Introduction to Complex Fourier Series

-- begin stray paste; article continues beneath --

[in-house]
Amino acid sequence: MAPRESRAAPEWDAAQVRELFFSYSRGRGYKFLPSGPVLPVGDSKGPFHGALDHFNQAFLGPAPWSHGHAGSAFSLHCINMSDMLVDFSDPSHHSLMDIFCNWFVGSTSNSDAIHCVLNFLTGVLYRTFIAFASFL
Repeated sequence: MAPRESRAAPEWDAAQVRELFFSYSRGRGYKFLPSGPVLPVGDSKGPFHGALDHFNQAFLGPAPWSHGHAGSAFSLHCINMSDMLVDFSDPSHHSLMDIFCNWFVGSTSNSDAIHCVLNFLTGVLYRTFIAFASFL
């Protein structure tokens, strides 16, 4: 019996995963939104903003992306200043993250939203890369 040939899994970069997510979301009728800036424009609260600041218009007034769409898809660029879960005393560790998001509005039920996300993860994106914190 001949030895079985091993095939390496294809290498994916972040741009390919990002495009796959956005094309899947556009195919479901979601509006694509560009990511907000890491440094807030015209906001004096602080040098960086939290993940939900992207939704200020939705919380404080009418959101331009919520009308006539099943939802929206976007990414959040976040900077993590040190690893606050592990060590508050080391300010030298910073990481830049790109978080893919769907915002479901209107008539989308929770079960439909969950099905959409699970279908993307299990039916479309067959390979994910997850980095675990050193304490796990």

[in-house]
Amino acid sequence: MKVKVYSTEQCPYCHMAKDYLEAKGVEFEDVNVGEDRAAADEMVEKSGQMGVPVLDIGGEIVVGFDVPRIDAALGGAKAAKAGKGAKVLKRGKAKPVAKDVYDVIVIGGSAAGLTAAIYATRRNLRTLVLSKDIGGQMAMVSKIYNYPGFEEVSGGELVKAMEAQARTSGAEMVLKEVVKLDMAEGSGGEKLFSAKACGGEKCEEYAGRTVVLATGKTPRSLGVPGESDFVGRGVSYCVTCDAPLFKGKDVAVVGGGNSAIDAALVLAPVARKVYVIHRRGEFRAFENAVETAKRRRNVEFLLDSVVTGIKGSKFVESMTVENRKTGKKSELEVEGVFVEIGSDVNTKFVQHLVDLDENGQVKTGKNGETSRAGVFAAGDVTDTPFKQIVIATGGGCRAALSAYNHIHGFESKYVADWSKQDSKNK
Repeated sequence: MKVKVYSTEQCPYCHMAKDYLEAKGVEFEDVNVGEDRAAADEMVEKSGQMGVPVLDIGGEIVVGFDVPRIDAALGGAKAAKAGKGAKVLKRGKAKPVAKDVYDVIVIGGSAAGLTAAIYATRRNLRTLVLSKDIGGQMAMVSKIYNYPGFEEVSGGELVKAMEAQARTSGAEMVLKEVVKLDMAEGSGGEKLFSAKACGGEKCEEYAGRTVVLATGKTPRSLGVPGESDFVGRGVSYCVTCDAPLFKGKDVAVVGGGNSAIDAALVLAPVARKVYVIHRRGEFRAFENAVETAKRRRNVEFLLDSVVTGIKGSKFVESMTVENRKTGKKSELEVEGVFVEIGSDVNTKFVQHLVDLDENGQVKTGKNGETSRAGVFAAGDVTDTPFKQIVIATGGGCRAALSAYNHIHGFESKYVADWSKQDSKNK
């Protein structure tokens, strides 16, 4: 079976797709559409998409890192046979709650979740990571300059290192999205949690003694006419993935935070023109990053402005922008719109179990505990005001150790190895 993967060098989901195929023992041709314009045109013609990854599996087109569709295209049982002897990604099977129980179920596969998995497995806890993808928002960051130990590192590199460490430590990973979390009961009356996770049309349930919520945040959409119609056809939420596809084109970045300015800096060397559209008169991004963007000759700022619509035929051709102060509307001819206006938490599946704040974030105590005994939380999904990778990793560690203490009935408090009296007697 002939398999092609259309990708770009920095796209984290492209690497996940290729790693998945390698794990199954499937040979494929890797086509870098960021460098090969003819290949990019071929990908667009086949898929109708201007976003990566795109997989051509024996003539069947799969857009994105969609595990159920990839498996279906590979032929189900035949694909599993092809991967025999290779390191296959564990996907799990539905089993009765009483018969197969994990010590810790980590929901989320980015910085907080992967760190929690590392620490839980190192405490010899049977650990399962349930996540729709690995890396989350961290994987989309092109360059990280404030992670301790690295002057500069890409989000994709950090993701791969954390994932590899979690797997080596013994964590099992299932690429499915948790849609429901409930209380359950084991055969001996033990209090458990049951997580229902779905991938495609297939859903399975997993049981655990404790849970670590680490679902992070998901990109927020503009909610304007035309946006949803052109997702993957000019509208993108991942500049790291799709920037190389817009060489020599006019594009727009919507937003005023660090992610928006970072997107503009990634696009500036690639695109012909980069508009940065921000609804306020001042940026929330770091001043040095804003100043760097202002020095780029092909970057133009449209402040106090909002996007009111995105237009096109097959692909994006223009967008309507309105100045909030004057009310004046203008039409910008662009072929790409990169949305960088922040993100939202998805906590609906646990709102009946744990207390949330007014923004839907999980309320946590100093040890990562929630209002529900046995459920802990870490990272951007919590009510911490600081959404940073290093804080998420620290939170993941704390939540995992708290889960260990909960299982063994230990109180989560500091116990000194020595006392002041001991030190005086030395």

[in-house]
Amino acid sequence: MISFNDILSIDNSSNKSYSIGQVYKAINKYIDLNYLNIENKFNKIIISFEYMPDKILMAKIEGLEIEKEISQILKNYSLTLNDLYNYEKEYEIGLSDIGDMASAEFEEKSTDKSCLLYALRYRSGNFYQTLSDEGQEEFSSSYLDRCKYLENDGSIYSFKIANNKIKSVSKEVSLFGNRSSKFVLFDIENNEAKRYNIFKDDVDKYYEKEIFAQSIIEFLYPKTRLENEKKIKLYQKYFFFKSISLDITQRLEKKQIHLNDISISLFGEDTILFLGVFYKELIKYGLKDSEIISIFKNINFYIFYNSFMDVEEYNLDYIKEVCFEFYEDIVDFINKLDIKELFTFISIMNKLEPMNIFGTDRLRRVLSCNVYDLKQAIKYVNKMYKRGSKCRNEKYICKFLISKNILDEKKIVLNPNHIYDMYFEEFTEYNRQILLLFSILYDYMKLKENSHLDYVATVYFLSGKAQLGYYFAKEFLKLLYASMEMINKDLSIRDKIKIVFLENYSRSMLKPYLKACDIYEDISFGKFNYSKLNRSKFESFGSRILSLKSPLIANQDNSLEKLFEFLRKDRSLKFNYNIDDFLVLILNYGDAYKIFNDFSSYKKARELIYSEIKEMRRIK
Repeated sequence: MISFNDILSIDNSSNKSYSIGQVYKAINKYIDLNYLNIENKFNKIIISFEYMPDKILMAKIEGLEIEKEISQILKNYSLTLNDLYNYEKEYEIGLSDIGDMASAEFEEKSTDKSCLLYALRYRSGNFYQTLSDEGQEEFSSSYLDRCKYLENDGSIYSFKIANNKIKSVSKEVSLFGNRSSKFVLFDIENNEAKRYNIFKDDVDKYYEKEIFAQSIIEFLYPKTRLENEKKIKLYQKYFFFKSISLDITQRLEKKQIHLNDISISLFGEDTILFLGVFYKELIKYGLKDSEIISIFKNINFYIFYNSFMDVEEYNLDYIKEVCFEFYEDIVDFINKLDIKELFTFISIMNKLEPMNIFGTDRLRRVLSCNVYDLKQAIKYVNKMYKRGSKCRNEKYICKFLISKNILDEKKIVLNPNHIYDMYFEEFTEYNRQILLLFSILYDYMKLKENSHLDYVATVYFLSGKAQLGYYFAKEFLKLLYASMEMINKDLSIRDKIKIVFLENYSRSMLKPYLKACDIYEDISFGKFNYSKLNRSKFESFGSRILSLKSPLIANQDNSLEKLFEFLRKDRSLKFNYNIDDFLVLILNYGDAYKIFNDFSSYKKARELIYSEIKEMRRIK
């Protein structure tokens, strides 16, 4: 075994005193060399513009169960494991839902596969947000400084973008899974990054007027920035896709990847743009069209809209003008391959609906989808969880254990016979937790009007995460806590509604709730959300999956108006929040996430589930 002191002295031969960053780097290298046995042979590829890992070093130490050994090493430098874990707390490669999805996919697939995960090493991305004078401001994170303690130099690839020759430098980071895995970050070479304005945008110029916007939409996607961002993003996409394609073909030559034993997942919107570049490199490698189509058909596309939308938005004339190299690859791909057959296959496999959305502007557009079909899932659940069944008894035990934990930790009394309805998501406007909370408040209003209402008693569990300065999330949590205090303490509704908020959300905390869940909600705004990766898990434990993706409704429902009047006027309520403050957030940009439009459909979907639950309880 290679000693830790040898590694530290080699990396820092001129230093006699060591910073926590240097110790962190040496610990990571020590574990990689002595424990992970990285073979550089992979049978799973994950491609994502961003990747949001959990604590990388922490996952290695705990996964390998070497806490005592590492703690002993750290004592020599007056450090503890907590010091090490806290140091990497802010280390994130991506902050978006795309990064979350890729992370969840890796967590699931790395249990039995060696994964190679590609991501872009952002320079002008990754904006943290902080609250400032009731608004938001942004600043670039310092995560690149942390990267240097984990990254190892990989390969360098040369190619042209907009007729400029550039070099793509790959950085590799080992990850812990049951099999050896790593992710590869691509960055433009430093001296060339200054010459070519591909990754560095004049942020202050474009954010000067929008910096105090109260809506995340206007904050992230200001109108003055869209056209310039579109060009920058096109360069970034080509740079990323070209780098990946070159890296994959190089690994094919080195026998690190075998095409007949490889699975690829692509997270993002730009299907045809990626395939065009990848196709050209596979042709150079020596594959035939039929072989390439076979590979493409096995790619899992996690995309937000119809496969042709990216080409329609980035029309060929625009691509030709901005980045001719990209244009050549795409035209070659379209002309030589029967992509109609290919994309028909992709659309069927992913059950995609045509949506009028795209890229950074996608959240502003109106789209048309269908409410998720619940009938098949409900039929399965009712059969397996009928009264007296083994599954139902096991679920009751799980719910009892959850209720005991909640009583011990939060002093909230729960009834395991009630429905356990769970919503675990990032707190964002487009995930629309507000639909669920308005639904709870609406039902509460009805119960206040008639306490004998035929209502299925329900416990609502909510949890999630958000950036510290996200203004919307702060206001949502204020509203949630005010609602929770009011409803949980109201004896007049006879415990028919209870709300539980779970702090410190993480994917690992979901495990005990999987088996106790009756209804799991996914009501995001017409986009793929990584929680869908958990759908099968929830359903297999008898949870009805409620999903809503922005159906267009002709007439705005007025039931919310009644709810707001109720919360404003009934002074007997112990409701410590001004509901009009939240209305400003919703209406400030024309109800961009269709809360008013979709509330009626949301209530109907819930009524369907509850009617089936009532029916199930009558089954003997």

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1 Introduction to Complex Fourier Series Nathan Pflueger 1 December 2014 Fourier series come in two flavors. What we have studied so far are called real Fourier series: these decompose a given periodic function into terms of the form sin(nx) and cos(nx). This document describes an alternative, where a function is instead decomposed into terms of the form e inx. These series are called complex Fourier series, since they make use of complex numbers. In practice, it is easier to work with the complex Fourier series for most of a calculation, and then convert it to a real Fourier series only at the end. This pattern is very typical of many of the situations where complex numbers are useful. Throughout this document, I will make two significant simplifications, in order to focus on the conceptual points and avoid technical baggage. I will focus on finite series, i.e. finite sums of terms. This are often called trigonometric polynomials in other contexts. I will consider only functions with period 2π. 1 Complex Fourier coefficients Recall that we begun discussing Fourier series by attempting to write a given 2π-periodic function f(x) in the following form (notation differs from author to author; I am following Stewart s notation here). f(x) = a 0 + (a n cos(nx) + b n sin(nx)) n=1 In words, the goal was to break f(x) into its constituent frequencies. The miracle of Fourier series is that as long as f(x) is continuous (or even piecewise-continuous, with some caveats discussed in the Stewart text), such a decomposition is always possible. The functions sin(nx) and cos(nx) form a sort of periodic table: they are the atoms that all other waves are built out of. By contrast, a complex Fourier series aims instead to write f(x) in a series of the following form. f(x) = n= c n e inx There are some technical points about what this notation means (namely what I mean by a sum that starts at ), but I am going to gloss over them since we will focus on the case of finite series anyway. Here the numbers c n are complex constants. They are called the complex Fourier coefficients of f(x). Example 1.1. Consider the following function. f(x) = 2e 2ix + (1 + i)e ix + + (1 i)e ix + 2e 2ix The complex Fourier coefficients of this function are just the constants in front of these terms. The ones that aren t zero are as follows. 1